The Skimmer & MPA News

MPA News

An opinion piece published in the New York Times in March 2018 – “Bigger Is Not Better for Ocean Conservation” – raised anew the issue of whether MPA designations should focus on large offshore sites or smaller inshore ones. The author, Luiz Rocha of the California Academy of Sciences, called the trend of designating large offshore MPAs disturbing, and recommended such protection should not come before coastal waters are secured.

MPA News

By Jeff Ardron

One unseasonably warm April afternoon this year in London, I sat in a packed media center watching five foreign ministers from Commonwealth countries explain why their governments were going to become ‘Commonwealth Blue Charter Champions.’ It was a pinch-me moment. One full day before fifty-three Commonwealth Heads of Government were due to adopt the Commonwealth Blue Charter, and already ministers were stepping forward to lead on it!

MPA News

By Carlos A. Espinosa

The colors and warmth of the tropics make Central America unforgettable. These rich, vibrant coastal landscapes have inspired marine scientists, foreign visitors, and local inhabitants alike in their efforts to protect and conserve the most pristine marine zones throughout the region, on both the Pacific and Caribbean sides.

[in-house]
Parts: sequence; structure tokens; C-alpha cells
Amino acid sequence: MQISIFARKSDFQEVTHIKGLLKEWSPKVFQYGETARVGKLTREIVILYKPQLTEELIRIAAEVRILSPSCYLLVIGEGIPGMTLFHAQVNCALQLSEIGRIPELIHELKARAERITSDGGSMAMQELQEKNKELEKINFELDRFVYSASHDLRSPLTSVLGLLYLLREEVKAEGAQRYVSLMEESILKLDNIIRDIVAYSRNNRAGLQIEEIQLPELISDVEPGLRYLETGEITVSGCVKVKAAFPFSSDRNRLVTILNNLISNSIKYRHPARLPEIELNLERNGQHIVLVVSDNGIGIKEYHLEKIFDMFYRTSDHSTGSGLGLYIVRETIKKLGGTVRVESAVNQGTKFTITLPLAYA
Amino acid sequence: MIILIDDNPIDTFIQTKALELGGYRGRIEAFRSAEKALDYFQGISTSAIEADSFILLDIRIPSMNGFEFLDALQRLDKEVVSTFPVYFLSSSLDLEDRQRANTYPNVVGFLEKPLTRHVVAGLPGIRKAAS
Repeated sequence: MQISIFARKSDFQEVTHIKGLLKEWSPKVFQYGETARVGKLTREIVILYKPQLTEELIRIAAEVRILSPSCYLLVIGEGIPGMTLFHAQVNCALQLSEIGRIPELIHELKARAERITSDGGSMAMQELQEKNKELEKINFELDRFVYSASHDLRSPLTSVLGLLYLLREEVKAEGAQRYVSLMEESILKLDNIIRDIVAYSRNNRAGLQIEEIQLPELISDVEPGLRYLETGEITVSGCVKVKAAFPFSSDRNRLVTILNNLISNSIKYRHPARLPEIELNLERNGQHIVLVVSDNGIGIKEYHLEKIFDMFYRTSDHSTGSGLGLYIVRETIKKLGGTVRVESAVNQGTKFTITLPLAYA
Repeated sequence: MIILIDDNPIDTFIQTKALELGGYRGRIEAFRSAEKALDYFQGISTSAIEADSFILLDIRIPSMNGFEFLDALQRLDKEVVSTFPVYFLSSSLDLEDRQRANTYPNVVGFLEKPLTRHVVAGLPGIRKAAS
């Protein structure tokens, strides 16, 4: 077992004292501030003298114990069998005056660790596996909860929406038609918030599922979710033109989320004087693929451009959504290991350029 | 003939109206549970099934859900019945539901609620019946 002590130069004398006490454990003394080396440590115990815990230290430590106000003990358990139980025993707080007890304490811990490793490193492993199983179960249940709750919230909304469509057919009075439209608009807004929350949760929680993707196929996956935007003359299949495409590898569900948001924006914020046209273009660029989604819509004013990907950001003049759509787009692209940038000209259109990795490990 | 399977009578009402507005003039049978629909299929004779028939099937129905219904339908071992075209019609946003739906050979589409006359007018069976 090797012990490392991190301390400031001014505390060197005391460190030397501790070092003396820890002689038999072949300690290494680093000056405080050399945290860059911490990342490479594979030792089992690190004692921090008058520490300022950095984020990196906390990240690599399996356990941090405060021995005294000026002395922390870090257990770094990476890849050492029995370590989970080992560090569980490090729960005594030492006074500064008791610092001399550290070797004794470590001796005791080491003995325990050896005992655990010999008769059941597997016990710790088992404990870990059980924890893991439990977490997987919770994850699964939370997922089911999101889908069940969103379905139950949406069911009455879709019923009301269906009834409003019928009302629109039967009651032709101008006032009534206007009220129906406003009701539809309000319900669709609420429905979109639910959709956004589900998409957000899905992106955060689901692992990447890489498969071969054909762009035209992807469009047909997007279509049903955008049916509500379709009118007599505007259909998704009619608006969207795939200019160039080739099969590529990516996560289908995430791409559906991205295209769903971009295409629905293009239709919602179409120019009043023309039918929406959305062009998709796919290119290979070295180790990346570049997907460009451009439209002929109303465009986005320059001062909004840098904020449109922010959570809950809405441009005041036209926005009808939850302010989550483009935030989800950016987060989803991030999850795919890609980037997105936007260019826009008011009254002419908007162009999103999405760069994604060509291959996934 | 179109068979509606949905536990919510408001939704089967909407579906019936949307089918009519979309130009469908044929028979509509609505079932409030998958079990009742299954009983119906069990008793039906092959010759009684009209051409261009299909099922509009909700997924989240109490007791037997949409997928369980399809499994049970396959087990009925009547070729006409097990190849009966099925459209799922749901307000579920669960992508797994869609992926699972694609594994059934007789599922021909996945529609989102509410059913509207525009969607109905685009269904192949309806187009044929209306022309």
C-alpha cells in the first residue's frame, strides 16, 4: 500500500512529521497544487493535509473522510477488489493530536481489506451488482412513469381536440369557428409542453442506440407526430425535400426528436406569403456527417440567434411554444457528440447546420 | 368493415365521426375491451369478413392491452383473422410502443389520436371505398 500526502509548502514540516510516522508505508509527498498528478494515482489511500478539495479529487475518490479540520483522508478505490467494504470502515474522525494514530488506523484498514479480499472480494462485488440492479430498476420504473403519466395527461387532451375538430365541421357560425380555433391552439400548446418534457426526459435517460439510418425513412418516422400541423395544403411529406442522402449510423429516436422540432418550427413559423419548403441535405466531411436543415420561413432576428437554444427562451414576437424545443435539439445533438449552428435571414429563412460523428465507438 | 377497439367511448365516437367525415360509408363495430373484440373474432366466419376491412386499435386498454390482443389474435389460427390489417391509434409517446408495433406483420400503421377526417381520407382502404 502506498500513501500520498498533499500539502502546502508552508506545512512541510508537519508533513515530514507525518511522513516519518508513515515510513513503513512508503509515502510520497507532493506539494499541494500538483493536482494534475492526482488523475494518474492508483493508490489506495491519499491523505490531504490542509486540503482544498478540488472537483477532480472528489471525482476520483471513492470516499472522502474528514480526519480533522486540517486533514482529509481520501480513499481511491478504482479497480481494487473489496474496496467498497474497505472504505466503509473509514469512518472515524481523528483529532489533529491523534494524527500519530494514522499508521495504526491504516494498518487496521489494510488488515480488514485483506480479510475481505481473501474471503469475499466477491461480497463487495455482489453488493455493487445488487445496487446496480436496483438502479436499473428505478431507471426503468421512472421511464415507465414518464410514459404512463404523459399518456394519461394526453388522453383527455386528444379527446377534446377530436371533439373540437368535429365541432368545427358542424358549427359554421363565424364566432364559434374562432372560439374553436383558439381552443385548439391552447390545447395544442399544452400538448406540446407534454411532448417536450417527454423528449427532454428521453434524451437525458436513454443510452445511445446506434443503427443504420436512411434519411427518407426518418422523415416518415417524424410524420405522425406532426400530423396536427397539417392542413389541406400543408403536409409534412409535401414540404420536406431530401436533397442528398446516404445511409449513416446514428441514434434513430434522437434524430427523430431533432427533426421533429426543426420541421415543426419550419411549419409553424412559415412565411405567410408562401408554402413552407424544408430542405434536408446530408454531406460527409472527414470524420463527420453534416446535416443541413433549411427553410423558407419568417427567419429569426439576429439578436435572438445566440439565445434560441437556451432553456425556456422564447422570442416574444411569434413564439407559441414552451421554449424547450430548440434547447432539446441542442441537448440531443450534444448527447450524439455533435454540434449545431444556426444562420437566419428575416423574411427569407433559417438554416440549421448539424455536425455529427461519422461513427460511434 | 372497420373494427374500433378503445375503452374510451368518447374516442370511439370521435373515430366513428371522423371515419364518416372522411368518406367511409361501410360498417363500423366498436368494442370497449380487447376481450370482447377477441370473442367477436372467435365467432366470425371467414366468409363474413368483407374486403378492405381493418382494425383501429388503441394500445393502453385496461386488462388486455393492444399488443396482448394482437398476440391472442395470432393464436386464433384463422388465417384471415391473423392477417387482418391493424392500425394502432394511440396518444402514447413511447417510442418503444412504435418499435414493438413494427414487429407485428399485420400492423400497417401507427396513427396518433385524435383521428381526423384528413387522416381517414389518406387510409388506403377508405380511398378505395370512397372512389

The Skimmer on Marine Ecosystems and Management

“Most of us grew up in a world where data were rare and expensive to collect. In contrast, culturomics is firmly situated in the 21st-century world of abundant, ‘messy’ data, produced from the interactions between humans and the digital world.”

---- Richard Ladle, Federal University of Alagoas

In the past, MEAM’s coverage of social media has focused on how social media platforms (e.g., Twitter, Facebook, Flickr, Snapchat, Instagram) can be used to communicate with and educate stakeholders and the general public. But this view of social media as primarily an outreach tool largely ignores the fact that these platforms (as well as other digital venues such as online discussion groups and internet search engines such as Google) also provide a source of publicly available information on human interactions with coastal and marine environments. Analyzing data from these platforms can tell us where people are going in coastal and marine environments, why they are going there, what they are doing once they get there, what they are seeing and hearing, and how they are feeling about it – often complete with geotags, timestamps, photographs, and videos.

The Skimmer on Marine Ecosystems and Management
The Skimmer on Marine Ecosystems and Management

A new paper in Marine Policy (pre-print available for free in the MarXiv research repository) discusses the importance of effective metaphors for marine conservation and policy. Metaphors are figures of speech that describe something in terms more familiar to listeners, e.g., “a blanket of snow”. Good metaphors help shape understanding of something and can mobilize appropriate action. Poorly-chosen metaphors are, at best, ineffective at mobilizing support for the intended cause, and, at worst, counterproductive because they lead to oppositional behaviors or decrease the credibility of the messenger.

The Skimmer on Marine Ecosystems and Management

MEAM is a project of OCTO (www.octogroup.org). OCTO serves over 80,000 ocean professionals annually with a wide range of services.

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